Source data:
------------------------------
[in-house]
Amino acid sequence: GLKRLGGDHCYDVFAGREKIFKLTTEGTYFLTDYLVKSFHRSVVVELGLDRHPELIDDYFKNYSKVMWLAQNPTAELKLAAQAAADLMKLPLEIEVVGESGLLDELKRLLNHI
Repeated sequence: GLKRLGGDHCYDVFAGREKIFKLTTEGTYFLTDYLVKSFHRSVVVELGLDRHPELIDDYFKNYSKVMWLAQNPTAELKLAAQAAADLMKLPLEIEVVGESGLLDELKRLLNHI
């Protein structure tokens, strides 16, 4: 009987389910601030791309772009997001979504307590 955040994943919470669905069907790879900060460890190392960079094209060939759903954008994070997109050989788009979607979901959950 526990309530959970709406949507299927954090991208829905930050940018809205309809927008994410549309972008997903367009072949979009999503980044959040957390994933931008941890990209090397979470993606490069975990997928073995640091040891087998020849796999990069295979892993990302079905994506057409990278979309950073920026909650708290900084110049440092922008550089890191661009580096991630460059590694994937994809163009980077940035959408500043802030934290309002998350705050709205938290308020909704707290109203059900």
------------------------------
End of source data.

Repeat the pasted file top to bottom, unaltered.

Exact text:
[in-house]
Amino acid sequence: GLKRLGGDHCYDVFAGREKIFKLTTEGTYFLTDYLVKSFHRSVVVELGLDRHPELIDDYFKNYSKVMWLAQNPTAELKLAAQAAADLMKLPLEIEVVGESGLLDELKRLLNHI
Repeated sequence: GLKRLGGDHCYDVFAGREKIFKLTTEGTYFLTDYLVKSFHRSVVVELGLDRHPELIDDYFKNYSKVMWLAQNPTAELKLAAQAAADLMKLPLEIEVVGESGLLDELKRLLNHI
């Protein structure tokens, strides 16, 4: 009987389910601030791309772009997001979504307590 955040994943919470669905069907790879900060460890190392960079094209060939759903954008994070997109050989788009979607979901959950 526990309530959970709406949507299927954090991208829905930050940018809205309809927008994410549309972008997903367009072949979009999503980044959040957390994933931008941890990209090397979470993606490069975990997928073995640091040891087998020849796999990069295979892993990302079905994506057409990278979309950073920026909650708290900084110049440092922008550089890191661009580096991630460059590694994937994809163009980077940035959408500043802030934290309002998350705050709205938290308020909704707290109203059900």